Floods happen slowly, usually with lots of warning. Spring thaws and heavy rainfall from tropical storms and hurricanes are the usually the culprits. National and local news stations closely watch the progress of major storms, predicting possible ways through modeling.
The models help inform us of potential danger when a path is in line with a city or town. Everyone has a TV or smartphone and will apprehend when a flood is coming and be ready to prepare.
As much as some floods can be predictable and detoured via sandbags, they can also turn wild, especially in urban environments that aren’t ready to handle or haven’t experienced serious flooding in the past. The gulf coast, the New York/New Jersey region and, last, the Carolinas are a few unhappy examples of areas caught off guard by the extreme winds and rains that bring devastating floods. Floods turn violent and quick when dams and levees fail or an ice-jammed river suddenly dislodges. That’s when water can rise quickly without warning. These flash floods are the most dangerous since they’re less predictable.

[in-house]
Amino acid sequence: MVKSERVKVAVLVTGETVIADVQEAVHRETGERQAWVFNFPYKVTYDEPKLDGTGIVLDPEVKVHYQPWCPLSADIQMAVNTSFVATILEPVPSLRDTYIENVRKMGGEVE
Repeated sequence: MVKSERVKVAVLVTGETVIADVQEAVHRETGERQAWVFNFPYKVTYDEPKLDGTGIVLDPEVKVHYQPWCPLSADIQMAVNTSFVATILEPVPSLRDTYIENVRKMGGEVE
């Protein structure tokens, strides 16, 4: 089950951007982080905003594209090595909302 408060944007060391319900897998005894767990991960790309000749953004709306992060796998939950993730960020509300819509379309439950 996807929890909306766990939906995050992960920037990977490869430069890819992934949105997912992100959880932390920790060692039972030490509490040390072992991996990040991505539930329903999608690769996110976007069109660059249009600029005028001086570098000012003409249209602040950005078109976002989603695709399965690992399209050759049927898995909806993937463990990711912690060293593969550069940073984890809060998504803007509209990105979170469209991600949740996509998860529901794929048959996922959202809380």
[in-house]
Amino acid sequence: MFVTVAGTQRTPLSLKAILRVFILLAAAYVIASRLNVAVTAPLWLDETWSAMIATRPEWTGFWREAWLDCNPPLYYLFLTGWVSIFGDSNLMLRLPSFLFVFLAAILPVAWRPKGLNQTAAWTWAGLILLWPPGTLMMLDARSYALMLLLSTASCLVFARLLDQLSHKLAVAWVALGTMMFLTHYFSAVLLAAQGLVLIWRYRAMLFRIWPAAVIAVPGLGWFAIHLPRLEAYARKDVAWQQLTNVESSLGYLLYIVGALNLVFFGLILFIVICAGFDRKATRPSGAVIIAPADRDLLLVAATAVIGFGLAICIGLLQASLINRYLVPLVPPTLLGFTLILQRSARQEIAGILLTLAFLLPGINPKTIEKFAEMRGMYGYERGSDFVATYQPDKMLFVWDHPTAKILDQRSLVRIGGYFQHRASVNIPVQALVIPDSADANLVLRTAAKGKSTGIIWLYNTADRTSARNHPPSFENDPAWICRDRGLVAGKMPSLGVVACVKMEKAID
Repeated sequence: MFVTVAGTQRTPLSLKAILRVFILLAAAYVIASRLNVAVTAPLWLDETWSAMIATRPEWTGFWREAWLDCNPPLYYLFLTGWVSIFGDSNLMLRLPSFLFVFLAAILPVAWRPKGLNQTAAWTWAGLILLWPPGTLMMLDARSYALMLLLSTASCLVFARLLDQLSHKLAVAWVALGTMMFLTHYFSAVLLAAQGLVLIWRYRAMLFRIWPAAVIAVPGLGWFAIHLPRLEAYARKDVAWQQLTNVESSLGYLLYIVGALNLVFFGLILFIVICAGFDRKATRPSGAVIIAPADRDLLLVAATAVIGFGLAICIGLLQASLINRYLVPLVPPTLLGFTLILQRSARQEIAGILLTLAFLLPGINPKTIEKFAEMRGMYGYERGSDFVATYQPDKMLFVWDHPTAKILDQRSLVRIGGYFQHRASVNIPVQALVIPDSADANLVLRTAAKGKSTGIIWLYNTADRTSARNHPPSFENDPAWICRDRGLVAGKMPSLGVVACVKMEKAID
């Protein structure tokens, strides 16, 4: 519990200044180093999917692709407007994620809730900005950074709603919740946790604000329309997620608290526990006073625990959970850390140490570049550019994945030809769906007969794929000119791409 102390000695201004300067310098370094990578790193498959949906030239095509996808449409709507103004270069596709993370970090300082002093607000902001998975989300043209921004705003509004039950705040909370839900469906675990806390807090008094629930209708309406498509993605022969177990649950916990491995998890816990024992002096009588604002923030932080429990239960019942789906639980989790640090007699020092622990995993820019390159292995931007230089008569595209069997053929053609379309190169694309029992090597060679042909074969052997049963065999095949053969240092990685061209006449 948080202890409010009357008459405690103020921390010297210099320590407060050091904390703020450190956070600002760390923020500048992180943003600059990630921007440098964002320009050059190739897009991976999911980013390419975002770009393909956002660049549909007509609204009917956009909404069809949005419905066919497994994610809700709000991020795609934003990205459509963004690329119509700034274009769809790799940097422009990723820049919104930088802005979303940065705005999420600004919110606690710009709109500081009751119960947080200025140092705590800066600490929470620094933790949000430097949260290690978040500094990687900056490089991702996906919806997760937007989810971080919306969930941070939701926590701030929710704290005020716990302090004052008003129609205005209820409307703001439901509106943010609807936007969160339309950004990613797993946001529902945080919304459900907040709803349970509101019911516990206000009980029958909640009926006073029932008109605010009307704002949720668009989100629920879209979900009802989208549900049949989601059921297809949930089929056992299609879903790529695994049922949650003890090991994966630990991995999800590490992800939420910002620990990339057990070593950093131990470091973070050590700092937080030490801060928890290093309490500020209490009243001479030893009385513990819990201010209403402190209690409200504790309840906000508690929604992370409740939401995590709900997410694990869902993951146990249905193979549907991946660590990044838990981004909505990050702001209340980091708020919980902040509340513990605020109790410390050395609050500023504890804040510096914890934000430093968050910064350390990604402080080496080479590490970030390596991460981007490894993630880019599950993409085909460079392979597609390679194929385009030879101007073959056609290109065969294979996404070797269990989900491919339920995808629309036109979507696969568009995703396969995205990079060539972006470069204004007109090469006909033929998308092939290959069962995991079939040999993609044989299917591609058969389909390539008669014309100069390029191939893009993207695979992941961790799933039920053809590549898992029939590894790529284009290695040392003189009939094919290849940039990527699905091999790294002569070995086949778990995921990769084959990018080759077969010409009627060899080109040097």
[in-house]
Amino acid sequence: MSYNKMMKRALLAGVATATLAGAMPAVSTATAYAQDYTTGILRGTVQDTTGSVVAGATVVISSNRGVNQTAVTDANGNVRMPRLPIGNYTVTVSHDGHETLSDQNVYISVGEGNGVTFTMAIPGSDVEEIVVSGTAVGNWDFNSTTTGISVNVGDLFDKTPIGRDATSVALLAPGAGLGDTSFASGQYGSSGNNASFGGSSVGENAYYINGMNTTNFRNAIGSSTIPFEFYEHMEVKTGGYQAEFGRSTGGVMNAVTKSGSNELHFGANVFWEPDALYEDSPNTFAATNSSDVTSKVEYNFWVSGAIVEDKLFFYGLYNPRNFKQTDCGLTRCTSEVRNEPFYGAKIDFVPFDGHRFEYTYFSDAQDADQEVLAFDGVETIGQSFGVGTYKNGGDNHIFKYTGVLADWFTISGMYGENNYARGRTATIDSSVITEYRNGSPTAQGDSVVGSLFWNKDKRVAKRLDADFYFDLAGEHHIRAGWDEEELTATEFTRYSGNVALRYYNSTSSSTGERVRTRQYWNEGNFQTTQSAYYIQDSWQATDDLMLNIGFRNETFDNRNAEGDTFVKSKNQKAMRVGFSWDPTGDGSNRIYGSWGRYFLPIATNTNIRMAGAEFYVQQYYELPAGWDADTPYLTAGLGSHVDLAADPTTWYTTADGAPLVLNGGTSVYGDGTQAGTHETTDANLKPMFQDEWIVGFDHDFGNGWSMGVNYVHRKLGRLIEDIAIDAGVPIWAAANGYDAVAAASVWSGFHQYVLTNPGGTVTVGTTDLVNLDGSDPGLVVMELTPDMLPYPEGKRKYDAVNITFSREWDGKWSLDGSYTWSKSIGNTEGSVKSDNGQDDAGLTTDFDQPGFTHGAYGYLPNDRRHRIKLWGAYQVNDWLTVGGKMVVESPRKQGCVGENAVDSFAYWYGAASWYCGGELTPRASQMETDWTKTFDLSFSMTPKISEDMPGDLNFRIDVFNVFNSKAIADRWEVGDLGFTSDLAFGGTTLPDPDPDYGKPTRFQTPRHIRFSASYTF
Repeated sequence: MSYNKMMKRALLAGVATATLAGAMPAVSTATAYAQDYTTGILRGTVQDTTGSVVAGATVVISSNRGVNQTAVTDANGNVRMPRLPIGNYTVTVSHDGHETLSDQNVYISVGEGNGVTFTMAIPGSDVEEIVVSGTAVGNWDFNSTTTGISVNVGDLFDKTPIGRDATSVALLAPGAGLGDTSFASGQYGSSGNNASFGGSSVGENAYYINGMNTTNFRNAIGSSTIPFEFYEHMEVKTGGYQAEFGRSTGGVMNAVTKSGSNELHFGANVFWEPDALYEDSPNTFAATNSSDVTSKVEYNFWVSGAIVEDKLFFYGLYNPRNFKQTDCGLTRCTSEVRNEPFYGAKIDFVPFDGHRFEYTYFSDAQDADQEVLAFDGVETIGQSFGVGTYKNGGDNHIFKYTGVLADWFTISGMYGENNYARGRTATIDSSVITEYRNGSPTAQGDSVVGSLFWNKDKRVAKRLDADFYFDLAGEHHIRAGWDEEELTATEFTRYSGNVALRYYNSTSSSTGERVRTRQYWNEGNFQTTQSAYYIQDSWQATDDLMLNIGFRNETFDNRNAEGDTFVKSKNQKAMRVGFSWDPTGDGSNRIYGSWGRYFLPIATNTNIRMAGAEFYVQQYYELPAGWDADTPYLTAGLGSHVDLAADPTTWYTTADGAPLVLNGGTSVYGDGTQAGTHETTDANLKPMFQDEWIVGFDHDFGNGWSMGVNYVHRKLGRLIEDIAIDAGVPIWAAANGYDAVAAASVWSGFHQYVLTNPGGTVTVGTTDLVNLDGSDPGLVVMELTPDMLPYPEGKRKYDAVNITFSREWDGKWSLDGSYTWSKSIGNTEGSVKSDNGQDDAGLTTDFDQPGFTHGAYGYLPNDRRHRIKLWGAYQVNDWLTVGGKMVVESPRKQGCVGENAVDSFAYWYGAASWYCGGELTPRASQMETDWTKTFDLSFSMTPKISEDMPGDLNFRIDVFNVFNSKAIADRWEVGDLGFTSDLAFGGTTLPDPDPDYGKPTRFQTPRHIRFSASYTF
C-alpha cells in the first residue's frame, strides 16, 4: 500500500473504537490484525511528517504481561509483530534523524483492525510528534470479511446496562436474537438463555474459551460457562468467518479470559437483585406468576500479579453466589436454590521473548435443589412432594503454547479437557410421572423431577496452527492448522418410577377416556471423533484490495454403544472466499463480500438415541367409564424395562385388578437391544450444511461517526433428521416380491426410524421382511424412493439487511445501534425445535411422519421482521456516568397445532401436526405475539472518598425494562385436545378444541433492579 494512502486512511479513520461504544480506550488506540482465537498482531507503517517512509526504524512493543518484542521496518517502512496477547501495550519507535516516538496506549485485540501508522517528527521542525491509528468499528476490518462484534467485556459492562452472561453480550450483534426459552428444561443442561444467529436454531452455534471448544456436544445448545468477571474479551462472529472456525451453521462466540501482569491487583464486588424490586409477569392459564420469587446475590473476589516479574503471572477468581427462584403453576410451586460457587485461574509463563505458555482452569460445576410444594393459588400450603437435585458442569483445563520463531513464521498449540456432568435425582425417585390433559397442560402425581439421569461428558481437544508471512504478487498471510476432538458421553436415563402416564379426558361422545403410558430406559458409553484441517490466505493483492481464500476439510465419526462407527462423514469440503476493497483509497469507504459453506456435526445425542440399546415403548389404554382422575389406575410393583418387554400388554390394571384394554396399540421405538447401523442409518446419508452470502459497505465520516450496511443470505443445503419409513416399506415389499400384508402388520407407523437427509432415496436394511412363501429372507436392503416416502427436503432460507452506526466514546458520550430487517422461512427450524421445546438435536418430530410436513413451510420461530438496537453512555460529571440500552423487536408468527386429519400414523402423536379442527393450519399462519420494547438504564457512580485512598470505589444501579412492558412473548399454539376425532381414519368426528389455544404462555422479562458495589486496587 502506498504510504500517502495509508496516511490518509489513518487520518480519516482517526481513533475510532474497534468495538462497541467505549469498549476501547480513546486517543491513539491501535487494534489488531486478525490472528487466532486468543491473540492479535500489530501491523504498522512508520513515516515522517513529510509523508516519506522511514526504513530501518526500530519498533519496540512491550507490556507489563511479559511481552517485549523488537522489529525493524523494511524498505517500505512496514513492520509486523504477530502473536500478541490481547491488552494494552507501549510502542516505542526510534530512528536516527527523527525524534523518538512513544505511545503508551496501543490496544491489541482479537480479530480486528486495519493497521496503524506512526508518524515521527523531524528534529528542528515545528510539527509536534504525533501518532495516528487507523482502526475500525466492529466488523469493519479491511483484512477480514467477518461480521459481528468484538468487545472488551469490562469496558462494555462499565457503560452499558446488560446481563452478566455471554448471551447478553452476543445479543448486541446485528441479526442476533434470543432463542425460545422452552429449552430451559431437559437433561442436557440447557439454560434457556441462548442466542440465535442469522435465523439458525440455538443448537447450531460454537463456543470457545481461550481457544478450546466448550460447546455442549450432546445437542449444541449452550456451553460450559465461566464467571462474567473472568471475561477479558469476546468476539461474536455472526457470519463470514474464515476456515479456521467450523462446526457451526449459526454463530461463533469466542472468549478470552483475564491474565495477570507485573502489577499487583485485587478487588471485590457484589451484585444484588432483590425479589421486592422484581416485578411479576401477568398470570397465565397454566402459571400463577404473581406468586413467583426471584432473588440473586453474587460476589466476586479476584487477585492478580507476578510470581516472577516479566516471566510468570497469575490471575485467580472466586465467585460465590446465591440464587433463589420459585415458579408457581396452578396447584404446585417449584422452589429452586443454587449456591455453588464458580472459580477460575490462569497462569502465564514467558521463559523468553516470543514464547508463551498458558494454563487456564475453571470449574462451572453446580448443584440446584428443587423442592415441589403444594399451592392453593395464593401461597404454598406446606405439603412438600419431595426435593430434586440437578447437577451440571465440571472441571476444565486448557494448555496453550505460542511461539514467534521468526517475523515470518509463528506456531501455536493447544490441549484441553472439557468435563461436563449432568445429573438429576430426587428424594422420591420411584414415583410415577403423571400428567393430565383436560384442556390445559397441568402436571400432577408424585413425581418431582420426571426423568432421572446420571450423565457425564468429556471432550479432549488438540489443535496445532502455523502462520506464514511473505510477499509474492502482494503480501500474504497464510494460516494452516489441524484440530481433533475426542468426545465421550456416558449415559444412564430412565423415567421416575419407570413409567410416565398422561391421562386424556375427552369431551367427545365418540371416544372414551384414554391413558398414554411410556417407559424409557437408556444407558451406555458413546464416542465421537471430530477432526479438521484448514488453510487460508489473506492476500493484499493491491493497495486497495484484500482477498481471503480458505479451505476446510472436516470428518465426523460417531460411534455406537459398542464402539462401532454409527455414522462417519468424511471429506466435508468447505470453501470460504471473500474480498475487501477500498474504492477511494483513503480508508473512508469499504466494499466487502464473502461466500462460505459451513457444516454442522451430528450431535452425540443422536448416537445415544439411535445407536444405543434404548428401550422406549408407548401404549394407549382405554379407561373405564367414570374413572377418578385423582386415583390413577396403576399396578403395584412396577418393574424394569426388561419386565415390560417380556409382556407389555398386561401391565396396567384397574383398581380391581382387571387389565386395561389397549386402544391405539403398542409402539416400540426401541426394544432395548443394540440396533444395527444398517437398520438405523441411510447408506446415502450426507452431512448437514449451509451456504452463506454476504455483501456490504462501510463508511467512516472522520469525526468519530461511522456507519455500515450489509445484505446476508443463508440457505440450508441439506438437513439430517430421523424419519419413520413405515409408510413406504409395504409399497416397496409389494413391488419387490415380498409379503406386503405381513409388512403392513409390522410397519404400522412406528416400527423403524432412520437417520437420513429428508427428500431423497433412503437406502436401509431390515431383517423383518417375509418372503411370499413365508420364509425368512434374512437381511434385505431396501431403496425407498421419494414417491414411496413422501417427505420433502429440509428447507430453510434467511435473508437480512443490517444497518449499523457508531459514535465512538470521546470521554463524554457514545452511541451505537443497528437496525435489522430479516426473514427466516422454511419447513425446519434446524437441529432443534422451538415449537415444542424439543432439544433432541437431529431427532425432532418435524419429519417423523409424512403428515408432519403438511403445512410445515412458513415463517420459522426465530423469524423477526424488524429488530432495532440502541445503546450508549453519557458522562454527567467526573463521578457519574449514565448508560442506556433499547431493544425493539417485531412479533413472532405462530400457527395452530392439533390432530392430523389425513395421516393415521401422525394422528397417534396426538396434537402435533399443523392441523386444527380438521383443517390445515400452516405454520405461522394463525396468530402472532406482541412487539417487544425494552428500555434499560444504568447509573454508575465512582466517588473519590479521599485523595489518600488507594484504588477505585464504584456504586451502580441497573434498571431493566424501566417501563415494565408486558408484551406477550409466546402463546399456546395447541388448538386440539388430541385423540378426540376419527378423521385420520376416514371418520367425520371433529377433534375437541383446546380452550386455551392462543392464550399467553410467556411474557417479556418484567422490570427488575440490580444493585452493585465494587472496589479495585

Floods knock out power, contaminate water supplies and make roads impassable. These high water levels are also typically slow to leave. High water can linger for days …